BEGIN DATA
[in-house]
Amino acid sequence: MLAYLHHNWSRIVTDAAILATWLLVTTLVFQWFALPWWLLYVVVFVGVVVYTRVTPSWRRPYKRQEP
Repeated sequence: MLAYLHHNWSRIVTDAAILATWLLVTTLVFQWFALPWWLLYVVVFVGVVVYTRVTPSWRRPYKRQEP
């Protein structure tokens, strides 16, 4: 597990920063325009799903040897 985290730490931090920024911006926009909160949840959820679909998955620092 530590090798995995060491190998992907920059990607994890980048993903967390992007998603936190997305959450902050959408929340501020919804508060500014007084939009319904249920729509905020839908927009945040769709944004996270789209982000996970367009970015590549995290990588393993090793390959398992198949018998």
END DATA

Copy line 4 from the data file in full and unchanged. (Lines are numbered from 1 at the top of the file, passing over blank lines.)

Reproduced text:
């Protein structure tokens, strides 16, 4: 597990920063325009799903040897 985290730490931090920024911006926009909160949840959820679909998955620092 530590090798995995060491190998992907920059990607994890980048993903967390992007998603936190997305959450902050959408929340501020919804508060500014007084939009319904249920729509905020839908927009945040769709944004996270789209982000996970367009970015590549995290990588393993090793390959398992198949018998």